In the same way, the greatest heroes of faith are singled out by the book of Hebrews not because they entered the Promised Land and kept it safe for future generations, but because they all died in faith (that is, “in the struggle”), not having received what was promised but having seen it and greeted it from afar.” In living as they did, they made it clear that “they sought a better country, that is, a heavenly one.” Most of us hope and pray that we can someday handover the nation we love in even better condition than we found it. Christians want an even better country for our children and grandchildren. We want them to attain citizenship to a city which has foundations, whose builder and maker is God. Citizenship in the Eternal City can never be taken away.

Third, 9/11 it has forced us to think about death. People of faith have always thought deeply about death.

St. Paul called death “the last enemy,” meaning that none of us have finished running the gauntlet of life until we have faced death, not just our own, but also the death of those we love. Some death is horrible in its aspect. On 9/11death came quickly and without mercy. Some of the people it claimed were victims. Others that it claimed were heroes, because they saw death coming, and chose to embrace it so that others might live. I read recently about one fireman who made several trips into one of the towers to rescue people who were injured. He brought them out. He was on the ground floor, 75 feet from saving his own life, but he stayed there, at the heart of the danger, to mark the location of other survivors. They found his body two weeks later, precisely where he had chosen to be. You have read your bulletin insert. I once visited the site of ground zero saw the cross of Steel that is featured on it. I am glad that there is a cross of steel at Ground Zero to remind us that the cross of Jesus Christ always intersects with our world at the place of human suffering. Jesus died on the cross not just for us, but also with us. He chose his place in the rubble, too. And, as the war on terror has unfolded, the word Jesus spoke to his disciples just before his own death has been remembered, and lived by many of our heroes, “Greater love hath no one than this, that a man or woman lay down their own lives, for their friends.” Some people lay down their lives for others in one grand act of sacrifice. Many more lay down their lives, here a little, there a little, for the sake of others, and they are heroes, too.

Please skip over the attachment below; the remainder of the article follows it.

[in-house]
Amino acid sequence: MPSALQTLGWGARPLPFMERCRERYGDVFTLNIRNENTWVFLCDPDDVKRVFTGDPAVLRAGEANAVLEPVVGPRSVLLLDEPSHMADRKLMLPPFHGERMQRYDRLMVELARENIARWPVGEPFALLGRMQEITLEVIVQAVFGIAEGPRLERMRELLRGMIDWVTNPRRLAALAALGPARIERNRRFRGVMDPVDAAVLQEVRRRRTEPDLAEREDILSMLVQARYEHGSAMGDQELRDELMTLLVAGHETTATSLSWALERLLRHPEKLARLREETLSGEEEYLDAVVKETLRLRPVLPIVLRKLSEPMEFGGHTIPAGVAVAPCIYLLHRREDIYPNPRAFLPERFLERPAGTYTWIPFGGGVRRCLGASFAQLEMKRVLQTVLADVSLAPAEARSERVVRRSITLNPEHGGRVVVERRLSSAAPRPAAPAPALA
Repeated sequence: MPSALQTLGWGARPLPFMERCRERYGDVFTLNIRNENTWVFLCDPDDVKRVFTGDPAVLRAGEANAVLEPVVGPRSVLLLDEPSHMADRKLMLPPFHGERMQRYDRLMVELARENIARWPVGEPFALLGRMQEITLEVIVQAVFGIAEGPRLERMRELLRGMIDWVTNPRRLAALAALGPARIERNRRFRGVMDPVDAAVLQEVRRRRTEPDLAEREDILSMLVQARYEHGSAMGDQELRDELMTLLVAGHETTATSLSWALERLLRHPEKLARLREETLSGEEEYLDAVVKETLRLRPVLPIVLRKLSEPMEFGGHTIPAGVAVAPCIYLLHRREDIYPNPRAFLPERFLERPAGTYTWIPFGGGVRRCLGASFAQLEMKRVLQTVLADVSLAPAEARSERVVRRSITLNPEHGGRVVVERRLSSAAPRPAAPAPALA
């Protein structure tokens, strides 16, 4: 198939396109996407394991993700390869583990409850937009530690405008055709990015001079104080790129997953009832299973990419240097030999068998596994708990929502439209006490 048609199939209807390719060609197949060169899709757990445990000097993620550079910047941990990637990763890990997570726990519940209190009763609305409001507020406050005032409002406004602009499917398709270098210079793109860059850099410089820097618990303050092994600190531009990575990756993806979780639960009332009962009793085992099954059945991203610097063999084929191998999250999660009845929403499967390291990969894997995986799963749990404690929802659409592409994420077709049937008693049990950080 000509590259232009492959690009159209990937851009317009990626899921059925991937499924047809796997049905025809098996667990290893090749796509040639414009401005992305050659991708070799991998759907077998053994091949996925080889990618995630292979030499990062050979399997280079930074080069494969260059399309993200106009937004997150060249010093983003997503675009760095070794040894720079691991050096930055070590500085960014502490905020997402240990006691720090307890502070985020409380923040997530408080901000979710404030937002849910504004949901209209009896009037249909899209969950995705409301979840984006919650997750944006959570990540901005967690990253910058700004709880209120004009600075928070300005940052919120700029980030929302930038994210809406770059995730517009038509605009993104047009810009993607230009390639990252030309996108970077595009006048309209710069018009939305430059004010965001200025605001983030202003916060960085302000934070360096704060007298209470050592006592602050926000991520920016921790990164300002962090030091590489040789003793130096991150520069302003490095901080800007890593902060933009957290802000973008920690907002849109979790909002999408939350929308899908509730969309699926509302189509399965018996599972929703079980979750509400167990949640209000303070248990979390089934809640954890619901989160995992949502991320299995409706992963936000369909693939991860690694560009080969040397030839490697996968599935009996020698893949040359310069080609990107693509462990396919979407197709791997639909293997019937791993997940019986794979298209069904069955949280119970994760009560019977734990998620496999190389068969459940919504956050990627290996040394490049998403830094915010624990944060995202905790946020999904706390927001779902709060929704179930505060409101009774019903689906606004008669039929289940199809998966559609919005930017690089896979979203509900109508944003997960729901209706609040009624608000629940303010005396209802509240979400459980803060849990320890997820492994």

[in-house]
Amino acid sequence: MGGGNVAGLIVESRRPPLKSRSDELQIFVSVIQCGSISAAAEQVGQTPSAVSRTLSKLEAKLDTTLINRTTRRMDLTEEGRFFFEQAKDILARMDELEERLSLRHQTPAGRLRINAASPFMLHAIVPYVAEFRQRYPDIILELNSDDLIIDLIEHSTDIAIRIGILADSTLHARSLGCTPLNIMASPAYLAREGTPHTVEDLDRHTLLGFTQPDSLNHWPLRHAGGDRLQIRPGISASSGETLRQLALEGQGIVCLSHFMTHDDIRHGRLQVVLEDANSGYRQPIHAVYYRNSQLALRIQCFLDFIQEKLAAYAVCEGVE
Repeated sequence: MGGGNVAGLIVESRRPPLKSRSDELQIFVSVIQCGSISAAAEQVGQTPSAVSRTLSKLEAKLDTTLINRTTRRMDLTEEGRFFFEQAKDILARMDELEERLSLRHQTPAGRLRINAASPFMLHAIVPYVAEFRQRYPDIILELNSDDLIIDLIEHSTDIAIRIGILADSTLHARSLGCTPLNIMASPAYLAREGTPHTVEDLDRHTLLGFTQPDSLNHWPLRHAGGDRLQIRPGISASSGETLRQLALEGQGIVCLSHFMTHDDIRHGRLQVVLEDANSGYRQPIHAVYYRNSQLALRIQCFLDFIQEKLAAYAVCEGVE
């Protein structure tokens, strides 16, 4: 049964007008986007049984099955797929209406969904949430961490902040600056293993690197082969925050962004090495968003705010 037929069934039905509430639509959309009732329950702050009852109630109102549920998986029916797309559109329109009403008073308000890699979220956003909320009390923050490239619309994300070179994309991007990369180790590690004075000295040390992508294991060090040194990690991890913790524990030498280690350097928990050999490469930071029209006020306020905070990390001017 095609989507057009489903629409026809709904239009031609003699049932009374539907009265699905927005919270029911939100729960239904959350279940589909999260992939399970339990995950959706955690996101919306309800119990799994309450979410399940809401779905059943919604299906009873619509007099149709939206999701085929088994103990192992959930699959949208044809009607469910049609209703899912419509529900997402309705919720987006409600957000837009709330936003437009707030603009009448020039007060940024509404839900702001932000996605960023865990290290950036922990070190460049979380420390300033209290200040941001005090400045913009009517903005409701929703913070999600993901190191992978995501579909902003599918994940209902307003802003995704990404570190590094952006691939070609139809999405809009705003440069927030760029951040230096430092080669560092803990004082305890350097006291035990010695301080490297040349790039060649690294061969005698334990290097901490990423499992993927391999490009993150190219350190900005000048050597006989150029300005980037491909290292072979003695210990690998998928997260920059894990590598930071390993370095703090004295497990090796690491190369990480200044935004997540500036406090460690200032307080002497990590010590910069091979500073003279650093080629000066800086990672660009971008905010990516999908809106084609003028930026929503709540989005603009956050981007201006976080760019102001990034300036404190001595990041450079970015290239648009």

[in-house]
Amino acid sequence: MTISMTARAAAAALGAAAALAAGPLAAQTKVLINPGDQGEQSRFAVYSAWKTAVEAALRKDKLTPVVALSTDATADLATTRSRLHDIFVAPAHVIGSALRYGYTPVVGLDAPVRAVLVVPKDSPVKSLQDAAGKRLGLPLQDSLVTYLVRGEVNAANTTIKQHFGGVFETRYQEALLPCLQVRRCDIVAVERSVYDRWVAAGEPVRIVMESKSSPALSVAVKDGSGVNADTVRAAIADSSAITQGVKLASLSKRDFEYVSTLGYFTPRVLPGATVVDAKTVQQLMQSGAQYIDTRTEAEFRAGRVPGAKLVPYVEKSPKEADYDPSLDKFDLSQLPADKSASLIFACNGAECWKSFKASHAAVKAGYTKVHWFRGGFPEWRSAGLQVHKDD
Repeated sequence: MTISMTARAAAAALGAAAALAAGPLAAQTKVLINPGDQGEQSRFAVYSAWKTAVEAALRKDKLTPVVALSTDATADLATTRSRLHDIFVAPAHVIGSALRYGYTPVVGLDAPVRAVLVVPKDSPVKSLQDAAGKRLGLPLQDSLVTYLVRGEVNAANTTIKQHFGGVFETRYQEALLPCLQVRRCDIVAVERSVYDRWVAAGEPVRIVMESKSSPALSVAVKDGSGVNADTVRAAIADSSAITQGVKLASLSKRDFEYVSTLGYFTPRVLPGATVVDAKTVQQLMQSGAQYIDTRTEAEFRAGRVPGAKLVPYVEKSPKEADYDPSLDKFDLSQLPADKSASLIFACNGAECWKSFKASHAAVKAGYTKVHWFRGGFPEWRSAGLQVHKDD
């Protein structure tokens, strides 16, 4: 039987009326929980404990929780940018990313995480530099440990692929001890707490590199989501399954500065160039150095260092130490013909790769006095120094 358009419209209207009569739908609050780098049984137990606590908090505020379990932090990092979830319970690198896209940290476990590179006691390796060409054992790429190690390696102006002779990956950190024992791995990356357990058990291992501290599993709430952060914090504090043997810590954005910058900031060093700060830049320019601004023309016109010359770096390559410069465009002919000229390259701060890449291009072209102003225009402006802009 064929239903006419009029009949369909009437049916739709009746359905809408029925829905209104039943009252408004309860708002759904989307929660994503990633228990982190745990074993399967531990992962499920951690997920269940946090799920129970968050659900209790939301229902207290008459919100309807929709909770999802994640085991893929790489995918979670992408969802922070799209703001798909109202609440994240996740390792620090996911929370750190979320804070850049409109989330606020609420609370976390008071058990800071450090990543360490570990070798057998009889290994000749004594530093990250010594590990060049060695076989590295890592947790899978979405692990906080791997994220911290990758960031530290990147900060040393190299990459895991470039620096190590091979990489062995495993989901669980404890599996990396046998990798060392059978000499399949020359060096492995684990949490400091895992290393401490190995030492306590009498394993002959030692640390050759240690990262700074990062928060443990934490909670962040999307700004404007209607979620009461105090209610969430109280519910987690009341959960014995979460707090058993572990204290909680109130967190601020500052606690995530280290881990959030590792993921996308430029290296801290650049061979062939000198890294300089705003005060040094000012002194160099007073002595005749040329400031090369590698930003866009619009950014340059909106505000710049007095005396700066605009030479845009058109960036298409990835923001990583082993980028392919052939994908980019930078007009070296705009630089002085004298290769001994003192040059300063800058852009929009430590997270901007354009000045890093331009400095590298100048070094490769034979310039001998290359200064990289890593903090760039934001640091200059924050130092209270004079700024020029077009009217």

Death can be seen the last enemy, but people of faith have had kinder things to say about it, too. Death is a power, and like all powers it can be very bad, or very good. I once heard the late Dr. Fred Craddock talk about the death of his mother. He said something like this. He said: